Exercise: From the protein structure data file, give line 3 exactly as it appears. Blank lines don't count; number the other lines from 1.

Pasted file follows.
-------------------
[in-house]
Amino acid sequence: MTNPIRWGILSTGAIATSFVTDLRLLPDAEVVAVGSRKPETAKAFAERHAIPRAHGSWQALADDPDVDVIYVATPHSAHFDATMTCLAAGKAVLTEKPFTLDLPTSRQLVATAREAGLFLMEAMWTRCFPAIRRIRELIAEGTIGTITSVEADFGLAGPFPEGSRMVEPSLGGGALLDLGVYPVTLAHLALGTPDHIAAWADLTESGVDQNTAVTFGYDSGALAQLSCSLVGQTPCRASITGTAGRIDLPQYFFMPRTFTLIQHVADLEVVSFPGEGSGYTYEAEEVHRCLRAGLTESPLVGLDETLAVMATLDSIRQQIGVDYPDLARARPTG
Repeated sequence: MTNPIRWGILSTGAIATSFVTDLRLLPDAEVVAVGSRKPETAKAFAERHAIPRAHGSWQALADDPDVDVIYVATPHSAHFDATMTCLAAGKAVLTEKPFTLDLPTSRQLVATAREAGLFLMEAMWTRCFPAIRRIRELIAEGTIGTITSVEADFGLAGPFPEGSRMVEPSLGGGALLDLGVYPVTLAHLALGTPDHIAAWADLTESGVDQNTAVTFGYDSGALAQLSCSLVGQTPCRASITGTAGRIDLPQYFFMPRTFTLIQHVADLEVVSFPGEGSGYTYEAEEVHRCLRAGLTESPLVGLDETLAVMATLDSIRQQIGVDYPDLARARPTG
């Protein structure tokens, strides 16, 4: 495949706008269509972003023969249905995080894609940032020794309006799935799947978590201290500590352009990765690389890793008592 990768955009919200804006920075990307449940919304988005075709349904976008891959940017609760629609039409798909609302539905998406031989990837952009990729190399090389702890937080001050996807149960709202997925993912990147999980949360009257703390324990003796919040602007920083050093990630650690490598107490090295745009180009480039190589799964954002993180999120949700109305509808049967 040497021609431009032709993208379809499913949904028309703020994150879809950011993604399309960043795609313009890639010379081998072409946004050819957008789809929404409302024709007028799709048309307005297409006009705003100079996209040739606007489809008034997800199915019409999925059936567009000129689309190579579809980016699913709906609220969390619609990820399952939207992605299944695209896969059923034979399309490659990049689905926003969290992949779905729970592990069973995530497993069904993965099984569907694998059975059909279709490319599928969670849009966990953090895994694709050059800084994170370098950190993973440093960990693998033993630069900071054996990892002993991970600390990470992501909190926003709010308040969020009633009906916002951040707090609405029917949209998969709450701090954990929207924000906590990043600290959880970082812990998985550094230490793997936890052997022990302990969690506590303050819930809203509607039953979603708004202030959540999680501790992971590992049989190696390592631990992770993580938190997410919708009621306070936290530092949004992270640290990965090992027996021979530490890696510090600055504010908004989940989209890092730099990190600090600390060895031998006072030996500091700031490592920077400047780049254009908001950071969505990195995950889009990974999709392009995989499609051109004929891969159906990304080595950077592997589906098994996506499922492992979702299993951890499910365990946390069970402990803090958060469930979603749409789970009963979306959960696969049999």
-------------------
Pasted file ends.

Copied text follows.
Repeated sequence: MTNPIRWGILSTGAIATSFVTDLRLLPDAEVVAVGSRKPETAKAFAERHAIPRAHGSWQALADDPDVDVIYVATPHSAHFDATMTCLAAGKAVLTEKPFTLDLPTSRQLVATAREAGLFLMEAMWTRCFPAIRRIRELIAEGTIGTITSVEADFGLAGPFPEGSRMVEPSLGGGALLDLGVYPVTLAHLALGTPDHIAAWADLTESGVDQNTAVTFGYDSGALAQLSCSLVGQTPCRASITGTAGRIDLPQYFFMPRTFTLIQHVADLEVVSFPGEGSGYTYEAEEVHRCLRAGLTESPLVGLDETLAVMATLDSIRQQIGVDYPDLARARPTG